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Program aids minority students


Marlon James works with boys during a group session at the Alpha Boys institute recently.  mh
  • Marlon James works with boys during a group session at the Alpha Boys institute recently. mh

A sixth-grade boy mumbles an answer to a question about bullying, which gets him a stern request from Marlon James to stand up and speak confidently. The student quickly complies, and James gives him a fist bump, praising him for “speaking like a man.”

“When they speak to me, they have eye contact with me and speak to me with respect,” Terrell, a 13-year-old at F.D. Moon Academy, said about adults like James who lead the Alpha Phi Alpha Boy’s Institute, an after-school program teaching mostly African-American boys various life skills. “I haven’t seen that before here.”

Alpha Boy’s teaches self-respect, aspiration and responsibility to mostly low-income and minority students, whom statistics show often grow up without a stable home life.

The Centers for Disease Control and Prevention reports that 73 percent of African-American children are born without wedded parents, and the Annie E. Casey Foundation reports 70 percent of black children in Oklahoma live in a single-parent (mostly single mother) home, which is one of the highest rates in the nation.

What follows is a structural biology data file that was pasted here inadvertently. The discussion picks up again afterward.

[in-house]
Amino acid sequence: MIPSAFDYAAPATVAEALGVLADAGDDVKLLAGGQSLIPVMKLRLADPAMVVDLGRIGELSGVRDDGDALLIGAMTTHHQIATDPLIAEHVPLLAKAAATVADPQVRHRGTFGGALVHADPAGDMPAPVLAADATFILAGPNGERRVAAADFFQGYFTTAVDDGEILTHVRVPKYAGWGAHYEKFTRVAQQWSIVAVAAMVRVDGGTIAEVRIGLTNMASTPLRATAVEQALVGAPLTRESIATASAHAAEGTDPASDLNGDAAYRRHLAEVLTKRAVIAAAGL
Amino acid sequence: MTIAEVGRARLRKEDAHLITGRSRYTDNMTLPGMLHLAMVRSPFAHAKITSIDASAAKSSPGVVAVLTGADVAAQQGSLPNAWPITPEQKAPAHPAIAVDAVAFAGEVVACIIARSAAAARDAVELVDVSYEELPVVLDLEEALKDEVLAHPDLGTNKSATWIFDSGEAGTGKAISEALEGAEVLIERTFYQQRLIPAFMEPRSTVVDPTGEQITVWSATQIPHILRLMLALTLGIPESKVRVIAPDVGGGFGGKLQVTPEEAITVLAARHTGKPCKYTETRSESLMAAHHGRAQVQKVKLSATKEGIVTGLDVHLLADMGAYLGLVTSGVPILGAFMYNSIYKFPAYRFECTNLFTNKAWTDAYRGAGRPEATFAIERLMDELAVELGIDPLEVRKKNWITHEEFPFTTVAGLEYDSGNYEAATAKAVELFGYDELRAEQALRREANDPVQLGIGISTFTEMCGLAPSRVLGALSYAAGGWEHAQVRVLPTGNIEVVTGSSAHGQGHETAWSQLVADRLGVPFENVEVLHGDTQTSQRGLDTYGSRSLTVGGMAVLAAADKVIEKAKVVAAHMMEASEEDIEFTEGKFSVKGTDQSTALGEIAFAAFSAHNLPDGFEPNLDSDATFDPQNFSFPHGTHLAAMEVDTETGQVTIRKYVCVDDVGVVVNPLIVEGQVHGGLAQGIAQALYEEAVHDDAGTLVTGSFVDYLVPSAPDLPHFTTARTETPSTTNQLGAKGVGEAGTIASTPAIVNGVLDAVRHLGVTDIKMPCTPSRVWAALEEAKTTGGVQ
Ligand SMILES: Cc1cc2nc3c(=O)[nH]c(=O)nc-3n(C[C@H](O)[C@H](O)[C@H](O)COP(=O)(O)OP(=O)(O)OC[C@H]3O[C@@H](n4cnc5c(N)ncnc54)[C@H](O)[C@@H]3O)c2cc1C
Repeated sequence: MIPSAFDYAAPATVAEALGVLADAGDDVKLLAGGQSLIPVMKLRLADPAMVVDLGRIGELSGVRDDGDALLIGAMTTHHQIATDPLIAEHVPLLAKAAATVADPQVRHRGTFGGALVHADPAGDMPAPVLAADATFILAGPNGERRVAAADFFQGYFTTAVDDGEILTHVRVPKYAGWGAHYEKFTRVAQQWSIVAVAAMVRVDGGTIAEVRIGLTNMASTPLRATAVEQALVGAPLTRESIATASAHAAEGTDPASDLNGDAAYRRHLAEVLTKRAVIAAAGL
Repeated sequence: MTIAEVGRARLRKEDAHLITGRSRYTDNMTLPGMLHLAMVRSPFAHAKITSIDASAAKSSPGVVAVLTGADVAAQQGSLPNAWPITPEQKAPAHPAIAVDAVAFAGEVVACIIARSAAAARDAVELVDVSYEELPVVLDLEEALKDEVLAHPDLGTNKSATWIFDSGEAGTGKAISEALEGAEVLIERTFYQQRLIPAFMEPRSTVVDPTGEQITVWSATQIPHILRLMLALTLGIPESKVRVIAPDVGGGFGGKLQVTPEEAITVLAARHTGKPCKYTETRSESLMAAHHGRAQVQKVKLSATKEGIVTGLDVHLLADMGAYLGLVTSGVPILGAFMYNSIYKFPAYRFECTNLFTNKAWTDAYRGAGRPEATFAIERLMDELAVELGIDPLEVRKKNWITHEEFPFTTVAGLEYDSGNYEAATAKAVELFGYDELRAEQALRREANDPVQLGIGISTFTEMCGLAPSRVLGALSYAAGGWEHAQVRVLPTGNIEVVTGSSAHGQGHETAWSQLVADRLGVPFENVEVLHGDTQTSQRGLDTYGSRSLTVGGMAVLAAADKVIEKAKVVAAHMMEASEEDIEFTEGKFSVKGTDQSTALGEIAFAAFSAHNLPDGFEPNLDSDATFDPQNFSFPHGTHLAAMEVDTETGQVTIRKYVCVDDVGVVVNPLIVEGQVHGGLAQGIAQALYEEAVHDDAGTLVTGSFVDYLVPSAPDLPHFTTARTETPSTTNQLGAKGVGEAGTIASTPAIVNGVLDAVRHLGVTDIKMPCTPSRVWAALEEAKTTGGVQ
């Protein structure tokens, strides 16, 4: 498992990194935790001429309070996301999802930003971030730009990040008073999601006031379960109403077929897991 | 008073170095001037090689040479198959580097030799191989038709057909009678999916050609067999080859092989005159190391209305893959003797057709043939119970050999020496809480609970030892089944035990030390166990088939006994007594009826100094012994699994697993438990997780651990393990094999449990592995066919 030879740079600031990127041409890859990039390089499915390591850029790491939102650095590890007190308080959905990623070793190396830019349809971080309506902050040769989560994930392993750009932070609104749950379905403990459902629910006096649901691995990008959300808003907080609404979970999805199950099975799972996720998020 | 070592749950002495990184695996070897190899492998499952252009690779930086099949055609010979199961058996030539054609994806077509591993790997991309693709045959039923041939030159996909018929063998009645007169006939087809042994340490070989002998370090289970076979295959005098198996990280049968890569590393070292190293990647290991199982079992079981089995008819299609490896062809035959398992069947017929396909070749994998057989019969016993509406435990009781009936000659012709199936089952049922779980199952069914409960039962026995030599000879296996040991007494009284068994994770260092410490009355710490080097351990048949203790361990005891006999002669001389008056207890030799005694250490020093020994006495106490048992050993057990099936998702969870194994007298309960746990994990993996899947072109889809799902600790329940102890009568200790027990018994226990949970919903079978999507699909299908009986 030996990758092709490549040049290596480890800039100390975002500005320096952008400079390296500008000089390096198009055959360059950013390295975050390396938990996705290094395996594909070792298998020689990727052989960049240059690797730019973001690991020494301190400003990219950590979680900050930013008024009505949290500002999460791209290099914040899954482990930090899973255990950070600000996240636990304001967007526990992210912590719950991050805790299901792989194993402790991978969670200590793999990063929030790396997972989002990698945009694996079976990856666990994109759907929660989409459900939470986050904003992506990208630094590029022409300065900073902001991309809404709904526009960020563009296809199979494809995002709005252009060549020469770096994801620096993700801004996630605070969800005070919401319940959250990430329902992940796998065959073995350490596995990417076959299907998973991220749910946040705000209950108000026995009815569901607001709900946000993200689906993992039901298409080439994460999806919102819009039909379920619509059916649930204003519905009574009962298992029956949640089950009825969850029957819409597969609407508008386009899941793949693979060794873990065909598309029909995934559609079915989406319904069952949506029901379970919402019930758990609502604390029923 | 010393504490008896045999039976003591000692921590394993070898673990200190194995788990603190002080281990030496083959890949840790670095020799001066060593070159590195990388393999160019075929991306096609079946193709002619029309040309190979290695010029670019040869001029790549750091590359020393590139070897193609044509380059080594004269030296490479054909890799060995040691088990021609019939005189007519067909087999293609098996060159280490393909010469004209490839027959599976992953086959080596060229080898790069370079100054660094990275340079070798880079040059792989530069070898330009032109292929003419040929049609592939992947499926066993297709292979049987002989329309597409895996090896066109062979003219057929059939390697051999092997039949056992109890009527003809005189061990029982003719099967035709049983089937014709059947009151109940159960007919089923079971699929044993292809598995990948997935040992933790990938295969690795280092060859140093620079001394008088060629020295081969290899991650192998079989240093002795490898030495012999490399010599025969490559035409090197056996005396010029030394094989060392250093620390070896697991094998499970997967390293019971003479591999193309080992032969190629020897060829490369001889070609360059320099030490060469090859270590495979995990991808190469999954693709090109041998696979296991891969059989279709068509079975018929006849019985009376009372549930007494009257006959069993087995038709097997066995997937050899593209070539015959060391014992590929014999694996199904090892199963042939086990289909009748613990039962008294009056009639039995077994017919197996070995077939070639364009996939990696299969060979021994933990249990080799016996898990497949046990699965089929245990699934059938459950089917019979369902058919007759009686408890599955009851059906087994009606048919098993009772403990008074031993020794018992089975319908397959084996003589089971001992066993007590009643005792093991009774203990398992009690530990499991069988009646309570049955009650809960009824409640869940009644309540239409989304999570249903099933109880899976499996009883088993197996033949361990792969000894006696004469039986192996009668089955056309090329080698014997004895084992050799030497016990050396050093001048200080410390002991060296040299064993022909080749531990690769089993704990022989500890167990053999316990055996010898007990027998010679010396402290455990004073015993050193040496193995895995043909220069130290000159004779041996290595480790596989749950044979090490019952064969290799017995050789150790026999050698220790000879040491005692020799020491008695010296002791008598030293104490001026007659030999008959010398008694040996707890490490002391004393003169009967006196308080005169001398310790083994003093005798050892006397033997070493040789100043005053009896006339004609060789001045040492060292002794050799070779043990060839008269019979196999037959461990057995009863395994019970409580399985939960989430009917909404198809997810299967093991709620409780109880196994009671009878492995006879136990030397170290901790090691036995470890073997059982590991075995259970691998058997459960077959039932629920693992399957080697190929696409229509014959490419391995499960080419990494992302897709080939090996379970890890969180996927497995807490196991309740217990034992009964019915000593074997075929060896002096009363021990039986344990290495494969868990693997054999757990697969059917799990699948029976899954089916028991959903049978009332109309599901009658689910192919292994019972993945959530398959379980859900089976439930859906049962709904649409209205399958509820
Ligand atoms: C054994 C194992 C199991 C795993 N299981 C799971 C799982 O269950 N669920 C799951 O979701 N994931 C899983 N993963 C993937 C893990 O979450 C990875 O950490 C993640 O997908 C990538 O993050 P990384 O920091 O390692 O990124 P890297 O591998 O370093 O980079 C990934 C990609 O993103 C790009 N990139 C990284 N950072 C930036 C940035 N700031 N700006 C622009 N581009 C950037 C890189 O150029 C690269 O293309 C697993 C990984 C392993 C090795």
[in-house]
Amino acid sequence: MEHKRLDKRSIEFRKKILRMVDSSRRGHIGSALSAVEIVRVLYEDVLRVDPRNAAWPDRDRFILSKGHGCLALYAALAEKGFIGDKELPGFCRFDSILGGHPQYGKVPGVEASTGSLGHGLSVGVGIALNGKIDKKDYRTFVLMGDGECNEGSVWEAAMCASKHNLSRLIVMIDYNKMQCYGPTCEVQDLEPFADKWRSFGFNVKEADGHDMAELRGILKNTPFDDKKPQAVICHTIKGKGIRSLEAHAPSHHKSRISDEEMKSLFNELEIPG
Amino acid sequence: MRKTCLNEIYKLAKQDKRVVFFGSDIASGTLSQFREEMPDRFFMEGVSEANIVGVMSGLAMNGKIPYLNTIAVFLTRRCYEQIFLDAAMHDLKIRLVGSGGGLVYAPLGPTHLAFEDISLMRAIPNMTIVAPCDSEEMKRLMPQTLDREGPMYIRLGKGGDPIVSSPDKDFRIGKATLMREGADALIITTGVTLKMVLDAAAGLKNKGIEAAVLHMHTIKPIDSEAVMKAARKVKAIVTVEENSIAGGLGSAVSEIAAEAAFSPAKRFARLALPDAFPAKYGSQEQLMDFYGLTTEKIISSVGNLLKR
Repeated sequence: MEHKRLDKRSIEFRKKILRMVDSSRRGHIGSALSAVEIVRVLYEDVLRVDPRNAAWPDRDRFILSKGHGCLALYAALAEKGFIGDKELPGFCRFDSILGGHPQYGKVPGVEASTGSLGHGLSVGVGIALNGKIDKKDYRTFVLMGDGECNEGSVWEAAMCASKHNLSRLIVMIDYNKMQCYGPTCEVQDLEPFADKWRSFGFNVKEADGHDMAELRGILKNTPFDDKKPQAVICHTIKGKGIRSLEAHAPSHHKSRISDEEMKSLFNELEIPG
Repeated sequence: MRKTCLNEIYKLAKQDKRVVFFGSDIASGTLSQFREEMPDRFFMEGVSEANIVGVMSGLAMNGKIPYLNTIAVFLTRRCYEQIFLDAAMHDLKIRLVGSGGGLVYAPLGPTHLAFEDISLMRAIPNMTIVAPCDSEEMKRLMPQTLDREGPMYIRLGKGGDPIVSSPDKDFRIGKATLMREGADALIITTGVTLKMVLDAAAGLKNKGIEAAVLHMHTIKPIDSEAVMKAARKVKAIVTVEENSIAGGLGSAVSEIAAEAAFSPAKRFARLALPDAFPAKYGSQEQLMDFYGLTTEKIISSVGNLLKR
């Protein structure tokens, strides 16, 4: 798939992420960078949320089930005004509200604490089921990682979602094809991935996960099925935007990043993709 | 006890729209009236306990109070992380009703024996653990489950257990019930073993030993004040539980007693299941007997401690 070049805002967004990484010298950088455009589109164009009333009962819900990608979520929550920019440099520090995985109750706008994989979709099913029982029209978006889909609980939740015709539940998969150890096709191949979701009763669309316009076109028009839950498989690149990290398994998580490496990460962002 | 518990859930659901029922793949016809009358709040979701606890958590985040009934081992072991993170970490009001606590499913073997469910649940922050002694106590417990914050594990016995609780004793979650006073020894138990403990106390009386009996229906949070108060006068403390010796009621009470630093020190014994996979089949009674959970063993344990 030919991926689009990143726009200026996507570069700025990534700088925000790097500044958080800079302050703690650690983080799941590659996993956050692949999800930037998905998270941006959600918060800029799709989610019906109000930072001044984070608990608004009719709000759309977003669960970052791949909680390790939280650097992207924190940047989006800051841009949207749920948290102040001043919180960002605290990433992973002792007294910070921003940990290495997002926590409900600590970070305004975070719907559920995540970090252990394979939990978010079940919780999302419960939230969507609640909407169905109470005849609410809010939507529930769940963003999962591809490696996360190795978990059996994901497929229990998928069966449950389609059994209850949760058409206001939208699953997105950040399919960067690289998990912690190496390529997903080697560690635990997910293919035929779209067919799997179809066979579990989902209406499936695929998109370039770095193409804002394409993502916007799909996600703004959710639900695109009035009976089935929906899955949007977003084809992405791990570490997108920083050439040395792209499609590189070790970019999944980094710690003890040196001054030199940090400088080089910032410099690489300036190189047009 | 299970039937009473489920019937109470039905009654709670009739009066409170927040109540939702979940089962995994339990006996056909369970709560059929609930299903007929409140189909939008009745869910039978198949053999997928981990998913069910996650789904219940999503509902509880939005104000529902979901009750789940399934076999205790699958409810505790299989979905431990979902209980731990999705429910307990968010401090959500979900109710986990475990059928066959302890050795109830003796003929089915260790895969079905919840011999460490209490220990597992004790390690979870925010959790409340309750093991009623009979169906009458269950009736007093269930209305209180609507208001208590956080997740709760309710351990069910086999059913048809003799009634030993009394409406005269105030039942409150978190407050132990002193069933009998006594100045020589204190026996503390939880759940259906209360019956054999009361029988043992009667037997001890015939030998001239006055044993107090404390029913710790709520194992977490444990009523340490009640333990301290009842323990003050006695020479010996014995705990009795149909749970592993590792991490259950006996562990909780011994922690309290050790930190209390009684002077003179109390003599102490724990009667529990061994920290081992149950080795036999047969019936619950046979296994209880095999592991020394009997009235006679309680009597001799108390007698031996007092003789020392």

Victor Doolin listens during a recent Alpha Boys Institute session.  mh
  • Victor Doolin listens during a recent Alpha Boys Institute session. mh

The future

Those who offer cultural commentary often debate the impact this has on the African-American community, but many social scientists say there is at least some data to support the benefit of a two-parent home, at least when it comes to learning valuable life lessons.

“We are trying to get these boys to think about how their actions not only impact others but what their actions mean for their future,” James said. “We know it’s a tough life for some of them, and it’s not always easy to get boys of this age to start thinking about respect for others and respect for themselves.”

James is one of several Alpha Boy’s mentors that come from the Alpha Phi Alpha Fraternity and the Beta Eta Lambda alumni chapter at the University of Central Oklahoma and the University of Oklahoma. The program was launched at the beginning of the school year with the specific goal of reducing the dropout rate in high school by working with students from F.D. Moon Academy and Northeast Academy, two northwest middle schools that are viewed as low-performing by the state.

“A lot of these boys aren’t thinking about the future; they aren’t thinking about how important it is to their life,” said Ken Lawson, another Alpha Boy’s mentor.

Lawson said the weekly Alpha Boy’s meeting, which is held at Prospect Church in northeast Oklahoma City, brought in a large crowd at the beginning of the year but has leveled out at around 25 students. Each session begins with a meal, usually from a restaurant like Subway or Chick-fil-A, that will entice the students. The sessions also end with a group activity, like stomp training and remote control helicopter flying. Lawson said a goal is to have the boys perform a synchronized flying routine with the helicopters and an end-of-the-year retreat.